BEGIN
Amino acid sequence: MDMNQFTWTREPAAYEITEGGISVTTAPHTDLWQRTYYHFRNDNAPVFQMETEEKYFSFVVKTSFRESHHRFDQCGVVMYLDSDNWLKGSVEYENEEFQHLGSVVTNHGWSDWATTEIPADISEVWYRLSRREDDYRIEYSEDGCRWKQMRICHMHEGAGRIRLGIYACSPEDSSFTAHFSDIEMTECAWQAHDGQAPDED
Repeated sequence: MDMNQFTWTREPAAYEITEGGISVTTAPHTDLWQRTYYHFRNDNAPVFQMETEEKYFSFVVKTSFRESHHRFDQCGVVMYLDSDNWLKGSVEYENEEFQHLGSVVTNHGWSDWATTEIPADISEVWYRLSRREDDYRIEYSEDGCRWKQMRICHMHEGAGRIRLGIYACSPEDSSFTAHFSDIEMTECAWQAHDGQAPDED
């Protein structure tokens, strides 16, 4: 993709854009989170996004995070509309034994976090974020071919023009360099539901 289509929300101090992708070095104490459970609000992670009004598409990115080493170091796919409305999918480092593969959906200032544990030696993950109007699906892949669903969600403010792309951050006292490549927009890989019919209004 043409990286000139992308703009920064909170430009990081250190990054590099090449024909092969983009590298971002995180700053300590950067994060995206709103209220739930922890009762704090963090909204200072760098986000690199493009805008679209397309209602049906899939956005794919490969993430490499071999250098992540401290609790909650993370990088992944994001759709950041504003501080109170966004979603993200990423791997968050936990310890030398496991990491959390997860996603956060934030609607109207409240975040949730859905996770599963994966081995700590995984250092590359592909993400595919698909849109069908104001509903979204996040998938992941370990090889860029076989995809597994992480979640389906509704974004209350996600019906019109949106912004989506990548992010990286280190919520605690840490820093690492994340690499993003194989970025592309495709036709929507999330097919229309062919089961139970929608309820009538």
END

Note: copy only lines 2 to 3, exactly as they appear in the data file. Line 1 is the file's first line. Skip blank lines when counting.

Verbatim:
Repeated sequence: MDMNQFTWTREPAAYEITEGGISVTTAPHTDLWQRTYYHFRNDNAPVFQMETEEKYFSFVVKTSFRESHHRFDQCGVVMYLDSDNWLKGSVEYENEEFQHLGSVVTNHGWSDWATTEIPADISEVWYRLSRREDDYRIEYSEDGCRWKQMRICHMHEGAGRIRLGIYACSPEDSSFTAHFSDIEMTECAWQAHDGQAPDED
């Protein structure tokens, strides 16, 4: 993709854009989170996004995070509309034994976090974020071919023009360099539901 289509929300101090992708070095104490459970609000992670009004598409990115080493170091796919409305999918480092593969959906200032544990030696993950109007699906892949669903969600403010792309951050006292490549927009890989019919209004 043409990286000139992308703009920064909170430009990081250190990054590099090449024909092969983009590298971002995180700053300590950067994060995206709103209220739930922890009762704090963090909204200072760098986000690199493009805008679209397309209602049906899939956005794919490969993430490499071999250098992540401290609790909650993370990088992944994001759709950041504003501080109170966004979603993200990423791997968050936990310890030398496991990491959390997860996603956060934030609607109207409240975040949730859905996770599963994966081995700590995984250092590359592909993400595919698909849109069908104001509903979204996040998938992941370990090889860029076989995809597994992480979640389906509704974004209350996600019906019109949106912004989506990548992010990286280190919520605690840490820093690492994340690499993003194989970025592309495709036709929507999330097919229309062919089961139970929608309820009538």